Originally published 10, 2016
Here is an excerpt:
Sometimes, he said, technology moves too fast and outpaces accepted social boundaries — not to mention laws. He argued that was part of the reason why early wearers of Google Glass were called "glassholes."
"It created a social misunderstanding," Salvador said. "You didn't know what was going on."
To Salvador, the boundaries of acceptance are a matter of our social philosophy, an area that he argued was driven by esoteric discourse without tangible moral and ethical recommendations.
The philosophers, he said, are letting us down.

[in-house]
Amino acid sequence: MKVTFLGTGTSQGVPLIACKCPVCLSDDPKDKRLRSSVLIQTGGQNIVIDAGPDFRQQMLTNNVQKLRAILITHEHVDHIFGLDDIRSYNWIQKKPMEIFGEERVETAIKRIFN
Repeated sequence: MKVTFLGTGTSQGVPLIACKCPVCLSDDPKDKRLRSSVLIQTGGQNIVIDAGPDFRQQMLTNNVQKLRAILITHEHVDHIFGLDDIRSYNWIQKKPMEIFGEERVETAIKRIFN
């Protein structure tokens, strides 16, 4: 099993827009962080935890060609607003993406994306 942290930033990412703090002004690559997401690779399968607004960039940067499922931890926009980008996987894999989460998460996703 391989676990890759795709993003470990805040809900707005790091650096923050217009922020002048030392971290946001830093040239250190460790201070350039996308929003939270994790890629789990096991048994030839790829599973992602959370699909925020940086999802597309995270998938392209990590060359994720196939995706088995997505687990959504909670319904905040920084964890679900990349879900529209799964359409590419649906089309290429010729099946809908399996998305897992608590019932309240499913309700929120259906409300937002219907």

Alva Noë, a philosopher at the University of California, Berkeley and a contributor to NPR's 13.7: Cosmos and Culture blog, has written extensively on what he calls "cyborgian naturalness." He disagreed that the modern philosophers dropped the ball, saying that tackling the matter would involve unpacking two questions:
- Is it OK to cut into human bodies for these kinds of experiments?
- How much tolerance should society have for artificially enhancing the body?
To the first question, Noë said he found the "body hacking" experimentation on humans "ethically disturbing" and couldn't fathom a doctor or any other scientists conducting these kinds of operations.
The second question was more complicated.
The article is here.